Prince Harry and Meghan Markle may be poised for a lucrative return on their decision to “step back” as senior members of the royal family but doing so might be harder than they anticipated, despite making it clear that “they do not want to be reliant on public funds in their new lives,” as Queen Elizabeth II said in a statement agreeing to a “period of transition” for the couple.
Although many details are yet to be ironed out for the Duke and Duchess of Sussex, the pair has already indicated on their website that they will also cease from dipping into the Sovereign Grant, a pot of funds set aside by Britain’s Treasury for Prince Harry and Markle to cover a small part of their office costs. Last year, the fund totaled more than £80 million pounds, $104 million.
Prince Harry and Markle also said they still intend to use the public money to pay for official overseas trips carried out by them at the request of the queen and continue to utilize the newly renovated Frogmore Cottage as their base in the United Kingdom, if allowed to.
The Frogmore Cottage was heavily updated with funding provided by British taxpayers, many of whom have taken to social media to plead for their money back.
Additionally, the Sussexes are said to have potentially been on the receiving end of funding handed over by Prince Harry’s father Prince Charles, who collects a substantial amount of revenue from the Duchy of Cornwall estate established by Edward III back in 1337.
While Prince Charles is barred from selling off any of the assets, he generally accesses the funds for many of his activities, as well as those of his wife Camilla, Prince William and Kate Middleton, and Prince Harry and Markle.
Though it’s unclear if Prince Charles would still be open to helping Harry and Markle after they stop carrying out their royal duties, the income made on the property last year was north of £20 million pounds, $26 million.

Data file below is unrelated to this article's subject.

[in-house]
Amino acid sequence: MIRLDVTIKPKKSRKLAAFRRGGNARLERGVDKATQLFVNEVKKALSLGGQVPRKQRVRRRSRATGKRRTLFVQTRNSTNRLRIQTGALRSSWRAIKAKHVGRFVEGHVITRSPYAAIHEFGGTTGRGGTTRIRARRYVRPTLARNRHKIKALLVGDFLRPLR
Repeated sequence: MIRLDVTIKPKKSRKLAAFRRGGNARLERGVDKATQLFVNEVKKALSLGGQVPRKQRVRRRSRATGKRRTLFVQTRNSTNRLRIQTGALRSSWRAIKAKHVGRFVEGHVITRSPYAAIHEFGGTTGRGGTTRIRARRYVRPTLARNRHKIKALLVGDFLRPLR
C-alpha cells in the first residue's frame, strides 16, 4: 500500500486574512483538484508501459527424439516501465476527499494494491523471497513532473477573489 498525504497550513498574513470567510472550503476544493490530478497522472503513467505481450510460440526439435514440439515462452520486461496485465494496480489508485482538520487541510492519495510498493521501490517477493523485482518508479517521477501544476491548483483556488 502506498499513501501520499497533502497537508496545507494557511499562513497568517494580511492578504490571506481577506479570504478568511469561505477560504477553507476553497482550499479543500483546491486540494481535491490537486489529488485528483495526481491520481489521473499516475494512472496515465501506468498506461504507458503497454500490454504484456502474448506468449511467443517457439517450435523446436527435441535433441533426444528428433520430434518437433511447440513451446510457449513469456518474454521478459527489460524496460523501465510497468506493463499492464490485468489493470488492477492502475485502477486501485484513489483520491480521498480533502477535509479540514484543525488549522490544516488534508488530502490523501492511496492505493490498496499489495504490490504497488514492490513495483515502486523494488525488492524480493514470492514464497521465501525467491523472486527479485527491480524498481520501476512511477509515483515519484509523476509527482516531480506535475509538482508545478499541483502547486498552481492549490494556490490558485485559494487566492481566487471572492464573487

Shannon Felton Spence, a former British government employee, detailed the complicated confusion to Fox News.
Spence drew the closest parallel from the Sussexes to Princesses Beatrice and Eugenie, who themselves work outside the royal family and hold civilian-style jobs that allow them the freedom to earn their own income in lieu of being able to live on royal properties.
“It ultimately got worked out and they are not considered senior members of the royal family, neither are the rest of the queen's grandchildren,” Spence explained.
“So they have jobs -- real, professional, paid jobs outside of the royal family but they still live on royal family properties and Eugenie still had a royal wedding," she continued. "And every once in a while, the queen will call them out to do sort of an engagement, and they've kept the title, Princess Eugenie and Princess Beatrice. So that is not something that's unprecedented.”
Spence added: “But in fact, quite recently in the last few months, the Swedish royal household went through a very similar model where the grandchildren that are not direct heirs to the throne in Sweden are no longer hold royal titles and are not expected to do royal life. So, I think that's the model they're trying to go [to].”
The Associated Press contributed to this report.